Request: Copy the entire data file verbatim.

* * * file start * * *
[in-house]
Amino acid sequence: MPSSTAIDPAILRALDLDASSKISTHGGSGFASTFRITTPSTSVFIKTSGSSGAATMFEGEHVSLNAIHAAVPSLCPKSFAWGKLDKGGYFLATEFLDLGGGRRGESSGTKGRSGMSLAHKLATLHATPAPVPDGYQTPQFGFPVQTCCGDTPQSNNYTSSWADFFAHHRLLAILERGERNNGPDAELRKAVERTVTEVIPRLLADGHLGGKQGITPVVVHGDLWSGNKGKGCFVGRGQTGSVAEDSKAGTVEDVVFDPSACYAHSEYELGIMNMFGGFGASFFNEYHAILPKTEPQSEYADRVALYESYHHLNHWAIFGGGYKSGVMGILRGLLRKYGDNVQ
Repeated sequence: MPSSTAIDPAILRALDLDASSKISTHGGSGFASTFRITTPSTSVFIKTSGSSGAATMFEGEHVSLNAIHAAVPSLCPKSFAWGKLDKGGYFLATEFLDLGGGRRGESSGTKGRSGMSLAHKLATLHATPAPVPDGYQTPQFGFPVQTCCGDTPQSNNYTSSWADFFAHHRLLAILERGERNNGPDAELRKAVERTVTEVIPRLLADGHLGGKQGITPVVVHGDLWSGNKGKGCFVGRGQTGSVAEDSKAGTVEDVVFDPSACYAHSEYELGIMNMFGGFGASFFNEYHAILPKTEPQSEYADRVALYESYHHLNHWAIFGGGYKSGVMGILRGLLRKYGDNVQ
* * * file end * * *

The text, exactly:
[in-house]
Amino acid sequence: MPSSTAIDPAILRALDLDASSKISTHGGSGFASTFRITTPSTSVFIKTSGSSGAATMFEGEHVSLNAIHAAVPSLCPKSFAWGKLDKGGYFLATEFLDLGGGRRGESSGTKGRSGMSLAHKLATLHATPAPVPDGYQTPQFGFPVQTCCGDTPQSNNYTSSWADFFAHHRLLAILERGERNNGPDAELRKAVERTVTEVIPRLLADGHLGGKQGITPVVVHGDLWSGNKGKGCFVGRGQTGSVAEDSKAGTVEDVVFDPSACYAHSEYELGIMNMFGGFGASFFNEYHAILPKTEPQSEYADRVALYESYHHLNHWAIFGGGYKSGVMGILRGLLRKYGDNVQ
Repeated sequence: MPSSTAIDPAILRALDLDASSKISTHGGSGFASTFRITTPSTSVFIKTSGSSGAATMFEGEHVSLNAIHAAVPSLCPKSFAWGKLDKGGYFLATEFLDLGGGRRGESSGTKGRSGMSLAHKLATLHATPAPVPDGYQTPQFGFPVQTCCGDTPQSNNYTSSWADFFAHHRLLAILERGERNNGPDAELRKAVERTVTEVIPRLLADGHLGGKQGITPVVVHGDLWSGNKGKGCFVGRGQTGSVAEDSKAGTVEDVVFDPSACYAHSEYELGIMNMFGGFGASFFNEYHAILPKTEPQSEYADRVALYESYHHLNHWAIFGGGYKSGVMGILRGLLRKYGDNVQ